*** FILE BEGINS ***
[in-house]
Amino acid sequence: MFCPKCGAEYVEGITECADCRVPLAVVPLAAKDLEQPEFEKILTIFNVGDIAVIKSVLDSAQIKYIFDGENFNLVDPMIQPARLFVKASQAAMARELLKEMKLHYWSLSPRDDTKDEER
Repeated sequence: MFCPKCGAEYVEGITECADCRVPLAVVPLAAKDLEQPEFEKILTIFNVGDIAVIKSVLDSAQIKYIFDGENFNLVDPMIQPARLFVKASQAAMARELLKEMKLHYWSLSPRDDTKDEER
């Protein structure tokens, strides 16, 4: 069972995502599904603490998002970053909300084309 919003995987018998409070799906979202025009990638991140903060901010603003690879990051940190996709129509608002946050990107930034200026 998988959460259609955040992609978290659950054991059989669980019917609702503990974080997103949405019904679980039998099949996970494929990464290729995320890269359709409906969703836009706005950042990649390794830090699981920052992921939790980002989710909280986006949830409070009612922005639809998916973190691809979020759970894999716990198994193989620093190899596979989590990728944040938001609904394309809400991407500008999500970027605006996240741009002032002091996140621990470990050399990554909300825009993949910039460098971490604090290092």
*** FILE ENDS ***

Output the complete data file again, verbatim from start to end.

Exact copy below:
[in-house]
Amino acid sequence: MFCPKCGAEYVEGITECADCRVPLAVVPLAAKDLEQPEFEKILTIFNVGDIAVIKSVLDSAQIKYIFDGENFNLVDPMIQPARLFVKASQAAMARELLKEMKLHYWSLSPRDDTKDEER
Repeated sequence: MFCPKCGAEYVEGITECADCRVPLAVVPLAAKDLEQPEFEKILTIFNVGDIAVIKSVLDSAQIKYIFDGENFNLVDPMIQPARLFVKASQAAMARELLKEMKLHYWSLSPRDDTKDEER
């Protein structure tokens, strides 16, 4: 069972995502599904603490998002970053909300084309 919003995987018998409070799906979202025009990638991140903060901010603003690879990051940190996709129509608002946050990107930034200026 998988959460259609955040992609978290659950054991059989669980019917609702503990974080997103949405019904679980039998099949996970494929990464290729995320890269359709409906969703836009706005950042990649390794830090699981920052992921939790980002989710909280986006949830409070009612922005639809998916973190691809979020759970894999716990198994193989620093190899596979989590990728944040938001609904394309809400991407500008999500970027605006996240741009002032002091996140621990470990050399990554909300825009993949910039460098971490604090290092």